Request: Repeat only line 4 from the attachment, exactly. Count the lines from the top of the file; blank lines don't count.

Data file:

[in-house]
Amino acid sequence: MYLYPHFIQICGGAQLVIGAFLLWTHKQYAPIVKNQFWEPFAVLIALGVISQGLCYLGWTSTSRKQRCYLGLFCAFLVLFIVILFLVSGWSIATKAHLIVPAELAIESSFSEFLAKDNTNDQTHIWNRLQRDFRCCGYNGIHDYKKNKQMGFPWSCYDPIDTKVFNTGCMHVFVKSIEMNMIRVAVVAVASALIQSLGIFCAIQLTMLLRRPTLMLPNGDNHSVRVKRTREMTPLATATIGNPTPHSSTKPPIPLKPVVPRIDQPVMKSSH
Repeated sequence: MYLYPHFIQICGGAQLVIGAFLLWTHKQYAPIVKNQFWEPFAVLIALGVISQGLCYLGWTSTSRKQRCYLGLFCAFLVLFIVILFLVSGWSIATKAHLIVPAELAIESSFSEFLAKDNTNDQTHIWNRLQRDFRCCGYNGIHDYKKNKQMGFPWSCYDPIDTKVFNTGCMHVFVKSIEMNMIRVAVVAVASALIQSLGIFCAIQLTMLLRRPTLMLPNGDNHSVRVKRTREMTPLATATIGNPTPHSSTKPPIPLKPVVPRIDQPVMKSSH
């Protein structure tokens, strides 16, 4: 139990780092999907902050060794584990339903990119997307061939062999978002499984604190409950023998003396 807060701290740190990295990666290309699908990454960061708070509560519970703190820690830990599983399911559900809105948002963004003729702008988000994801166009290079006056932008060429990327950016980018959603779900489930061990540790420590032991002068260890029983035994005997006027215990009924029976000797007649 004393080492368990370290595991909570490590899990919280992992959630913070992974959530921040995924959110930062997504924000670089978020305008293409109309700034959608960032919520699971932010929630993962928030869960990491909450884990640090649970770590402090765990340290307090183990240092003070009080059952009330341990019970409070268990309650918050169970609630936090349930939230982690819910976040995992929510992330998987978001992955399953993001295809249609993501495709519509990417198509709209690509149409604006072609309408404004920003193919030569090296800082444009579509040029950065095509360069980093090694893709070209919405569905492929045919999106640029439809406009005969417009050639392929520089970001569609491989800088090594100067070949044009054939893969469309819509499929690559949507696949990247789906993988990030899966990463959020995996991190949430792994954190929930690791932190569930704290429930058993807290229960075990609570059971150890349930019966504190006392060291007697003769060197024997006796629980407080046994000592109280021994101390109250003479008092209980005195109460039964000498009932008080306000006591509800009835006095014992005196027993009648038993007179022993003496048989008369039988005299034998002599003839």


């Protein structure tokens, strides 16, 4: 139990780092999907902050060794584990339903990119997307061939062999978002499984604190409950023998003396 807060701290740190990295990666290309699908990454960061708070509560519970703190820690830990599983399911559900809105948002963004003729702008988000994801166009290079006056932008060429990327950016980018959603779900489930061990540790420590032991002068260890029983035994005997006027215990009924029976000797007649 004393080492368990370290595991909570490590899990919280992992959630913070992974959530921040995924959110930062997504924000670089978020305008293409109309700034959608960032919520699971932010929630993962928030869960990491909450884990640090649970770590402090765990340290307090183990240092003070009080059952009330341990019970409070268990309650918050169970609630936090349930939230982690819910976040995992929510992330998987978001992955399953993001295809249609993501495709519509990417198509709209690509149409604006072609309408404004920003193919030569090296800082444009579509040029950065095509360069980093090694893709070209919405569905492929045919999106640029439809406009005969417009050639392929520089970001569609491989800088090594100067070949044009054939893969469309819509499929690559949507696949990247789906993988990030899966990463959020995996991190949430792994954190929930690791932190569930704290429930058993807290229960075990609570059971150890349930019966504190006392060291007697003769060197024997006796629980407080046994000592109280021994101390109250003479008092209980005195109460039964000498009932008080306000006591509800009835006095014992005196027993009648038993007179022993003496048989008369039988005299034998002599003839």